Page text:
Oh my God. I would have preferred it in a toy color like army green, but black with red mud flaps is also not wrong. My entire social network melts with me. Everyone wants it, the Suzuki Jimny. Not for what he is; for how he looks. Here is a miniaturized Mercedes G-class that regained its childish innocence during the shrinking process. See that brave looking forward to a game of sand bites and water treading! The last off-road vehicle with that charm was the Lada Niva.

What a sweetheart, say men and women, and admit it; Few look so sweet with those round headlights in that freshly polished adventurer’s face. The dead straight windscreen and the upright side windows seem to have been cut out of a cardboard box like coarse peepholes. The spare wheel is old-fashioned glued to the side opening tailgate. A children’s drawing on wheels is the Jimny, created in a fit of bluntly naive tenderness after the Jungian archetype of the car. Archetype. He is one of the last true specialists on the car market. By specialist I mean that it was made with one specific objective. That was once the rule and it made the industry big. You had delivery vans for the orders, touring cars for traveling, all-terrain vehicles for the terrain, sports cars for the sport. One day, the auto industry decided to teach the can to multitask like humans. After all, the customer also became the generalist who wanted to be able to do everything to broaden his base of support – and paled in his superficial versatility. Today’s off-road vehicles are indefinably omnivorous SUVs, the travel vehicles hysterical power sedans, the sports cars recreational machines that are just as easy to use for a visit to grandma. They do everything right except be themselves. The Jimny can nothing good, except mud wrestling. That’s what he is for.

Suzuki made no compromises. The chassis is a ladder frame, ancient and indestructible construction of two longitudinal beams with crosswise connectors. The second lever for the choice between two- and four-wheel drive has a low all-terrain gear for the rough jobs, which you engage by firmly pressing the manly and pulling it back. The mechanical resistance you experience during the action is priceless.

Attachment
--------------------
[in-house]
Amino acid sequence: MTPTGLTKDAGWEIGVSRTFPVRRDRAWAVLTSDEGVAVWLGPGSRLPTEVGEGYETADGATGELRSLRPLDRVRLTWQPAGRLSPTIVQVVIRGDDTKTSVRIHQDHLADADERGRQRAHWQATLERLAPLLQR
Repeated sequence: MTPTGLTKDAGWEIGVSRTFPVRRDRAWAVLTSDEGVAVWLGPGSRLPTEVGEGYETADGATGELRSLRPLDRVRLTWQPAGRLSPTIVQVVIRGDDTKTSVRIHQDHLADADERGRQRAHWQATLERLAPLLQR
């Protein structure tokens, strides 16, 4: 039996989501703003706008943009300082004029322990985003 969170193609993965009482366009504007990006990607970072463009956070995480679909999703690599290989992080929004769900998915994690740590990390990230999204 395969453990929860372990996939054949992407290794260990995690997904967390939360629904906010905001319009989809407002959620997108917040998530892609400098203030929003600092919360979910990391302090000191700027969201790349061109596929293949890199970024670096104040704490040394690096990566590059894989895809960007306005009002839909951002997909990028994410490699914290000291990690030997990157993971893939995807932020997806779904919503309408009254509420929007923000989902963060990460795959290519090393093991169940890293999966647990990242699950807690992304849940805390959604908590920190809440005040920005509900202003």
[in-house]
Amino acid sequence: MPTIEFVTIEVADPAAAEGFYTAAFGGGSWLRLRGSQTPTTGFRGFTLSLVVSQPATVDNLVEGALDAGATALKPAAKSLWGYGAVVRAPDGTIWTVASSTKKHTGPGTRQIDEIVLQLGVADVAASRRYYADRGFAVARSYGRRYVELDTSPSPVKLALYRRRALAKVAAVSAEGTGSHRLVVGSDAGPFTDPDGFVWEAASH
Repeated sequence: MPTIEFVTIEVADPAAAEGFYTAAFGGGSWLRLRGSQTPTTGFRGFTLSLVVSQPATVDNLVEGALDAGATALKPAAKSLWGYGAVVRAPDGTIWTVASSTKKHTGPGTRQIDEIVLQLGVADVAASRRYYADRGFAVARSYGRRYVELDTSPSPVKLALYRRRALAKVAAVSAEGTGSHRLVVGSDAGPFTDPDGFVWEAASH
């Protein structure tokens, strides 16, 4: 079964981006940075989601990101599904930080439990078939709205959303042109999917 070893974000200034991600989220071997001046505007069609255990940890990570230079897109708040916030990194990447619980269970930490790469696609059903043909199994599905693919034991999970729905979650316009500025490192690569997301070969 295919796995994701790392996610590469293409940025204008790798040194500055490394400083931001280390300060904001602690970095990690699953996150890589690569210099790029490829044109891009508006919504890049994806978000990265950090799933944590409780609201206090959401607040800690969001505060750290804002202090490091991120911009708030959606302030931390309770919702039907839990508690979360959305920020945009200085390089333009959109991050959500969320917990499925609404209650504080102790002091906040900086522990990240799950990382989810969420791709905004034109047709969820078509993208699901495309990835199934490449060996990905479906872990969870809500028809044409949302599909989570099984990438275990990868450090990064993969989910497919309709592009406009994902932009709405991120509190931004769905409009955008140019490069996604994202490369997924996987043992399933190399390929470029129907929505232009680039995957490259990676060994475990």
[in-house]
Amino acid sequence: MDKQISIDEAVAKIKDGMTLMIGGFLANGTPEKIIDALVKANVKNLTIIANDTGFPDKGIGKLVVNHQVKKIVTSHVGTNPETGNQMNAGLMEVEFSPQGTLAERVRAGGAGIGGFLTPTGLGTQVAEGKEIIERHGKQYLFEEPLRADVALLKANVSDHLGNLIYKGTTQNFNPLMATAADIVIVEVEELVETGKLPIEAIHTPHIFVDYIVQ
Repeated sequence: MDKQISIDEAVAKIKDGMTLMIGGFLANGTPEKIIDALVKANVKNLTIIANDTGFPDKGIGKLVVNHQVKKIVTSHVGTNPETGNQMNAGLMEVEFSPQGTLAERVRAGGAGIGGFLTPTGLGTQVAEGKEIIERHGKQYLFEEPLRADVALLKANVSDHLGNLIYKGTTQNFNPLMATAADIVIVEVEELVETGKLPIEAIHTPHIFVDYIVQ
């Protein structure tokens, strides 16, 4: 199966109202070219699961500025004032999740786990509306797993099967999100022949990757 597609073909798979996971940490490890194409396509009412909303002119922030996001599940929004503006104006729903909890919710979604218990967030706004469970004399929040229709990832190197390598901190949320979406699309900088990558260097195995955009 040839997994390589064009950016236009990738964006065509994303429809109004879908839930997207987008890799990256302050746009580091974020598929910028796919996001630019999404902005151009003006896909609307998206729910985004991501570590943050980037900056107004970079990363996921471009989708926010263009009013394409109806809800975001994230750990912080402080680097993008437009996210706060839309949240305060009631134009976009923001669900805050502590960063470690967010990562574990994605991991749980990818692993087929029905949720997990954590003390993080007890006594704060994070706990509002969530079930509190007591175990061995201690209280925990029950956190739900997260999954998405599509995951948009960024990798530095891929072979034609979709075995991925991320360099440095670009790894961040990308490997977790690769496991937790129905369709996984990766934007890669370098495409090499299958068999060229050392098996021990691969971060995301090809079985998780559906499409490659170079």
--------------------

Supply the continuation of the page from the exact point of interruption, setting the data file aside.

Luxury is possible, not desirable. The windows are electric and the seats are heated, but the 7-inch navigation system rests on the dashboard like a fossil transmission box. You immediately see: that is not the case. You start the Jimny, also historical, with a real key. Thank god no home button, which would ruin everything. All retro sentiments have been thought of.


We meet on the highway and that’s a bad start, he doesn’t belong there. He is not fond of gusts and at 120 turns the four-cylinder almost 4,000 rpm. I recommend red earplugs as an accessory, you won’t hear anything from the music from the two speakers in the doors. It’s fine as long as you can control your pettiness, although the Asian cramped bonsai chairs are not kind to my weak back. The pay for that torture is general affection. At the pump, which you often see (he drinks like a Malay), it’s cute before and after again. I can still see Mini women switching to him because he is expensive enough to remain exclusive. You can pay a minimum of 27,000 euros for a car with two toddler seats at the back and a luggage slot in which a proud love letter should fit.

It’s something to me. If you are a real all-terrain vehicle, brave devourer of mud puddles and rocky slopes, everyone will find you just cuddly. Isn’t he at all. His seven-mile boots never get stuck in the tractor-plowed ruts around my house.

There is some discussion on my Facebook page about the red mud flaps, the matt black armored wheel arches, the alloy wheels, the fashionable control buttons on the steering wheel. They are too slick for the puritans. I can understand that: an intense desire for simplicity leads us into luxurious charm. But I know: without being too reformed and polished, a Beatles cover of The Analogues; too perfect a reconstruction of his frillless archetype. At least in his slightly corrupted, half-up-to-date guise he shows that time wants to move on with its history, and that the specialist still has a future.